As much as I’ve railed against the unnecessary alterations that have been made to some of our greatest superheroes in moving from page to screen, and as much as respect for the source material has been a key component of the success of the better superhero movies, it’s also true that the strongest superheroes are capable of standing up to and even embracing reinterpretations and right-headed contemporizations. Whether we’re talking about Batman Beyond or Spider-Man 2099, there are just certain characters that so effectively combine pure, primal concepts, evergreen story elements, and recognizable silhouettes that we’re almost always going to be along for the ride, at least for a little while. This time around, the producers decided to pay more attention to Peter Parker’s orphanhood, and as much as the mystery of his parents’ disappearance may fall a little flat, it also informs a Peter Parker who’s always a little more fearful and on edge than the Tobey Maguire variant. Andrew Garfield’s Peter is never really comfortable in his own skin, and not just in a way that science nerds worry about their acne. He’s socially awkward, with nervous reactions and guarded looks, and you get the impression that he rarely lets people get close. He’s sometimes outright angry at the world around him, and it’s an overall more realistic approach to the character that’s much more palatable than the Rod-and-Todd-Flanders-esque Peter Parker we usually see.

Smile for the camera!  Say, "Tobey Maguire sucks!"

Smile for the camera! Say, “Tobey Maguire sucks!”

Similarly, the world around him is a lonely place, and as much as Peter may believe in saying and doing the right thing, it’s also obvious that he doesn’t usually win, and not just in the way that the universe is against him so much as it’s passing him by while he tries to hide. It’s not until he’s introduced to Emma Stone’s Gwen Stacy that his world starts to open up, and in a lot of ways she’s clearly the light that not only leads to Peter’s salvation, but to the literal powers he needs to self-actualize, even as her police Captain father (Dennis Leary) opposes his vigilante exploits at every turn. Stone brings an almost angelic quality to Gwen that’s still fundamentally grounded, connected, and approachable (and I love her outfits). Meanwhile, Captain Stacy’s final, damning plea to Peter that he leave Gwen out of his heroic exploits is no doubt something that will haunt Peter should the inevitable happen.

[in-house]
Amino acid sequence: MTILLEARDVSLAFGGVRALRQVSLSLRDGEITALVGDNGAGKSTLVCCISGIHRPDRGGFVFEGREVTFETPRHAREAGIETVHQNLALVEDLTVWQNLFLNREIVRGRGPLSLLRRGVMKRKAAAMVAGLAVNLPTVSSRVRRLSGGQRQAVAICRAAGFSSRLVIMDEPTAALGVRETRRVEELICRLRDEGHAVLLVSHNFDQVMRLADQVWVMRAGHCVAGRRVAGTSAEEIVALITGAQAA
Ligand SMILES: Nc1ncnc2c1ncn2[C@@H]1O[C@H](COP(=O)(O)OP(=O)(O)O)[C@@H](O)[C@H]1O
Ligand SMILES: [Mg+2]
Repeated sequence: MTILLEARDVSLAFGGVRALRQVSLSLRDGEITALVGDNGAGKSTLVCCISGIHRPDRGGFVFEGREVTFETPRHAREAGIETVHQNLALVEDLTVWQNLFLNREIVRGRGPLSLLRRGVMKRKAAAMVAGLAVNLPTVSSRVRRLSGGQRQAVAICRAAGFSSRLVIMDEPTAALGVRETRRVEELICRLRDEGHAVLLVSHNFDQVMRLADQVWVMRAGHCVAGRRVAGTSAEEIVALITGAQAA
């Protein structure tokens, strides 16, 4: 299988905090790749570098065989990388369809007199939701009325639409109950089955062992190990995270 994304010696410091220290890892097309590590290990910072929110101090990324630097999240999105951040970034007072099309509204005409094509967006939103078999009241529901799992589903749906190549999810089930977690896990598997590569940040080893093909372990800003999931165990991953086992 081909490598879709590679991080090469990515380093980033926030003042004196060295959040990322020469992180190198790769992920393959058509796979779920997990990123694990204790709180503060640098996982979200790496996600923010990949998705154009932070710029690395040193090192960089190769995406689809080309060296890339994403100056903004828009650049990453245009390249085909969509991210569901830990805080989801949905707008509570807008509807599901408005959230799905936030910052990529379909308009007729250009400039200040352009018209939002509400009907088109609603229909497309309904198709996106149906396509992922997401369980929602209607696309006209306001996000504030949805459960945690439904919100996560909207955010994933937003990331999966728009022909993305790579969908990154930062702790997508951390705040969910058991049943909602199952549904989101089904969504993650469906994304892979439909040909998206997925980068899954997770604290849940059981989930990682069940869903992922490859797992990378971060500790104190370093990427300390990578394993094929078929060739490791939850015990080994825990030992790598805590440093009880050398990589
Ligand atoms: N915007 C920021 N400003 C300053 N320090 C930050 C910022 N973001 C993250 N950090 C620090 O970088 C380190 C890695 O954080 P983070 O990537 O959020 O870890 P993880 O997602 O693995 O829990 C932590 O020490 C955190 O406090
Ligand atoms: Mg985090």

Really, the key for any story to work, superhero or not, is for that story to build sympathy for its characters. In The Amazing Spider-Man, it’s important that we feel for Peter, that we understand what he’s going through and the sense of abandonment that pervades his existence, and that we almost feel betrayed by the universe when his uncle dies and he realizes that he could have prevented it. It’s just a little too bad that we’ve never really had a strong portrayal of Ben and May Parker. While the movie does a pretty good job of selling Uncle Ben’s death <spoiler alert?> (and so does the original one, really), we never got to spend enough time with him to really miss him. Peter’s Uncle Ben should be our Uncle Ben, and without that connection, a large part of the movie’s emotional potential is lost. Although, at least in this one Peter didn’t immediately run off, leaving his Uncle’s dead body to the crowd right after he died. That was pretty cold. Still, Peter’s overall life is both one that we wouldn’t wish on anyone and one that, in one form or another of absent parenting, we see all too often in real life, and at least Spider-Man’s civilian life is populated by reasonably rich characters and meaningful events.